- Format: Kindle Edition
- File Size: 219 KB
- Print Length: 123 pages
- Simultaneous Device Usage: Unlimited
- Sold by: Amazon Media EU S.à r.l.
- Language: English
- ASIN: B004TPTBS4
- Text-to-Speech: Enabled
- Word Wise: Not Enabled
- Average Customer Review: 12 customer reviews
- Amazon Bestsellers Rank: #3,864 Free in Kindle Store (See Top 100 Free in Kindle Store)
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King Richard II Kindle Edition
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Top Customer Reviews
I can't believe how long it has taken me to discover this jewel of a play. I bow to Greg Doran's production, David Tennant's Richard II, complete with red hair extensions, and the RSC's 2013 cast. A stunning production which led me to read and reread this several times despite having avoided the history plays for many years. Tennant brought out the beauty of Shakespeare's language and walked the tightrope between an arrogant, self aggrandising king convinced of his divine right to rule, and a vulnerable man facing his own mortality. As Bolinbroke's star comes into the ascendant so, surprisingly, sympathy for him wanes and Richard's moral superiority rises. Shakespeare has created a fascinating hero. He may be irritating as hell and sometimes bordering on the ridiculous, yet it is Richard's speeches I am constantly drawn to. One of the masterful strokes in this play is that the politics always seem murky, roles are frequently reversed, we never quite know the truth of Gloucester's murder, who has been deceiving whom, or who will commit the next treasonous act. And have I mentioned Shakespeare's language? Just stunning. Yet so compact.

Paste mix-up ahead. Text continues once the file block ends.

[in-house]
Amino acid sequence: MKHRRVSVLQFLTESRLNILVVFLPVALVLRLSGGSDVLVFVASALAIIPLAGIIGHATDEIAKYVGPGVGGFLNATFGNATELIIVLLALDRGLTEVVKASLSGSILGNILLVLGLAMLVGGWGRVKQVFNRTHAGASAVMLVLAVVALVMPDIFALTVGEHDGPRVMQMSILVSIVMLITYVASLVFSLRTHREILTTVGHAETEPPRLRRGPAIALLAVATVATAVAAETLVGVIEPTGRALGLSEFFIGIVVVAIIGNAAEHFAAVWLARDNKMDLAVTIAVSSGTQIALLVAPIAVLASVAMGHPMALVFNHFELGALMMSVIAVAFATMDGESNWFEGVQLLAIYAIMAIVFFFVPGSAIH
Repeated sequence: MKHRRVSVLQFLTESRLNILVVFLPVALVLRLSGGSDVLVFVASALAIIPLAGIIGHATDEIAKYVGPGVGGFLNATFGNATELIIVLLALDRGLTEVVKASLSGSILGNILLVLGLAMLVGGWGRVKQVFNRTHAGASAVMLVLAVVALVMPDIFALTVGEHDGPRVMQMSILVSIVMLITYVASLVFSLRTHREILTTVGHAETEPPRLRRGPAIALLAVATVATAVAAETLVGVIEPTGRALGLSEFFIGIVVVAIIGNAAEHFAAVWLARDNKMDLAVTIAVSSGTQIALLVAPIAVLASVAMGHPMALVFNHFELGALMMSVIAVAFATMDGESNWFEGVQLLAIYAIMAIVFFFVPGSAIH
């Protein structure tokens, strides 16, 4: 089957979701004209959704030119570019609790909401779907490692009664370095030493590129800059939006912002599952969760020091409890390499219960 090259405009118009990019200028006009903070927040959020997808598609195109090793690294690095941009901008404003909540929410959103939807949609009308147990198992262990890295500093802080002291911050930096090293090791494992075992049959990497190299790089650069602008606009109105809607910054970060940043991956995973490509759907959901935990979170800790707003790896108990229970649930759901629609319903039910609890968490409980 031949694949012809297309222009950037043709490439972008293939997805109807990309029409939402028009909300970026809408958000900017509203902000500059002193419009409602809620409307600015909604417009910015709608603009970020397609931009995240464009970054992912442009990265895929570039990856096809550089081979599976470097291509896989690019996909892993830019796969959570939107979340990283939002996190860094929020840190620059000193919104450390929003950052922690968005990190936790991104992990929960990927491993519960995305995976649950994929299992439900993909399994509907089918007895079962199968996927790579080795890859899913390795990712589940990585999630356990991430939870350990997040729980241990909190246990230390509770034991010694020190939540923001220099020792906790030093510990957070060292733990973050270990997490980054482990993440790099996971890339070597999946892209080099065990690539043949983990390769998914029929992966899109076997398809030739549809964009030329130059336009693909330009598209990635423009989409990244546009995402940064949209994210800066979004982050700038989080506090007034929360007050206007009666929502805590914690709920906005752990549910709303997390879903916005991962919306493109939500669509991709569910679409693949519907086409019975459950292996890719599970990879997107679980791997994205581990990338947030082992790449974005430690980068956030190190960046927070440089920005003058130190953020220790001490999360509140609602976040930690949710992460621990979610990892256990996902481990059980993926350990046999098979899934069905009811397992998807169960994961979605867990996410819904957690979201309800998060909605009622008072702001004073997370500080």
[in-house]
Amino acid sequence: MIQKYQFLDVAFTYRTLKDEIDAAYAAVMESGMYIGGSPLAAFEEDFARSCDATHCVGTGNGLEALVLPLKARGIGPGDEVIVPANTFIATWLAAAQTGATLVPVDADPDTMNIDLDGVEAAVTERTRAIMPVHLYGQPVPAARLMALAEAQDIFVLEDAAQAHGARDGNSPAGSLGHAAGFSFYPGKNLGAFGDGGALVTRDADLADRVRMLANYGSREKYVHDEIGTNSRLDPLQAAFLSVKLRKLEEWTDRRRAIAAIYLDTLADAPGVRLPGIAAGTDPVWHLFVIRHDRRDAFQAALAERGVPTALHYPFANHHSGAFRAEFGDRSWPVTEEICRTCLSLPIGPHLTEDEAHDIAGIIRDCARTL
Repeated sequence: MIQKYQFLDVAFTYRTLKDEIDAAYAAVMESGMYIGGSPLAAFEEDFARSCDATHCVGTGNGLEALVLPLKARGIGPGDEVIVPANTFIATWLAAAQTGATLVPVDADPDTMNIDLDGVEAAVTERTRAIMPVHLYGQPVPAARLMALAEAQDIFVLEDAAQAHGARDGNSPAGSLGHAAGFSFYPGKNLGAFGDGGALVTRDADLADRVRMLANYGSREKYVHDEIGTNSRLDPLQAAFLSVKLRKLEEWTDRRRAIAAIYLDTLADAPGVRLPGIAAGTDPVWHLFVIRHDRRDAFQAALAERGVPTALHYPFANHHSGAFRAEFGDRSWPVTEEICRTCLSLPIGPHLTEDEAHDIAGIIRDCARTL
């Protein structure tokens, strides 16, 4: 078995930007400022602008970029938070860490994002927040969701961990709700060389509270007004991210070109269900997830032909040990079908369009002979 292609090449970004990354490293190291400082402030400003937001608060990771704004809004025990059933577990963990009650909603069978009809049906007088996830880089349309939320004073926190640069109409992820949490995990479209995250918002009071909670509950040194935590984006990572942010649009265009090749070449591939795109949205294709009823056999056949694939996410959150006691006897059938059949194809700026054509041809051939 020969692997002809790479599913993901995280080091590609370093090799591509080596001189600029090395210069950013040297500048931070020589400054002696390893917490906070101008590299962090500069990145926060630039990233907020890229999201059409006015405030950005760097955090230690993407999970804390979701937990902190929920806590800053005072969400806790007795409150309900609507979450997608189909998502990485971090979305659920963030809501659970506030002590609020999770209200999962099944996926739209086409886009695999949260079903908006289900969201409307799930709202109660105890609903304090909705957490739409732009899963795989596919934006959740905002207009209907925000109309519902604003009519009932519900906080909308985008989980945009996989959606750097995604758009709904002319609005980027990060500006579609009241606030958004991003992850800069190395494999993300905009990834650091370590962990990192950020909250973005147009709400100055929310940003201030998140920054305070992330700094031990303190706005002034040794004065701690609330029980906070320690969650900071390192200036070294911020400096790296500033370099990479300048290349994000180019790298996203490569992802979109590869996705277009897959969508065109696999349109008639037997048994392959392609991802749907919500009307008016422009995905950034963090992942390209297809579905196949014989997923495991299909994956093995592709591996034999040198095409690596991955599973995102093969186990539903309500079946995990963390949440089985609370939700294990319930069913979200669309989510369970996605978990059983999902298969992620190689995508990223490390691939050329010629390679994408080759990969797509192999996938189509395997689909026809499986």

Richard II to Bolingbroke “Good king, great king, and yet not greatly good,” (4i) Unpick that, and yet, ostensibly it's a throwaway line; the play is full of them. How does Shakespeare do it?
Having said that, I think this is a play that is begging to be seen not read. If this play has not stunned you on a reading, go and watch a good performance; so much is in the nuances of the language. During Elizabeth's reign the play was so politically explosive that the deposition scene could be performed, but could not be recorded as the written copy was treasonous.Read more ›
I always feel really sorry for Richard by the end, who clearly has touches of compassion, tenderness, and even boldness that don't seem to come out during his day-to-day, whimsical, even badly advised, reign. When the RSC changed the ending in its recent David Tennant production, I thought it did a great disservice to some of its echoes of, say, Henry II's complicity in the death of Thomas Becket.
Excellent as ever, much lighter than carrying round a paper version!
Most Recent Customer Reviews
There's nothing to dislike about this book if you're a Shakespeare fan - it's a good quality Kindle book which I recommend to all.Published on 26 Jun. 2014 by Betty Croaker